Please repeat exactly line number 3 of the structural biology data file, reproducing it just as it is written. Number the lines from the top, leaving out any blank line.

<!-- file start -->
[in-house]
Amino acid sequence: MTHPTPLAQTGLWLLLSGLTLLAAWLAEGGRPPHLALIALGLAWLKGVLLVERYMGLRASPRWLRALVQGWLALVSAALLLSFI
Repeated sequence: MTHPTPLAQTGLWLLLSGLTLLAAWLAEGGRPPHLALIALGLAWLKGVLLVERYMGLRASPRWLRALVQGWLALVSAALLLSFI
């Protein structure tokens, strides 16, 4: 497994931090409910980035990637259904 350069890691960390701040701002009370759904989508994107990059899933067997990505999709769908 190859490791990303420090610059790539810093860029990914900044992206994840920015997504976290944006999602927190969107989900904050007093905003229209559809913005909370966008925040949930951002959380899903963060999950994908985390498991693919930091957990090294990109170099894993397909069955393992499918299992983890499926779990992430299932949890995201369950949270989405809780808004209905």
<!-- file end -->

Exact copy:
Repeated sequence: MTHPTPLAQTGLWLLLSGLTLLAAWLAEGGRPPHLALIALGLAWLKGVLLVERYMGLRASPRWLRALVQGWLALVSAALLLSFI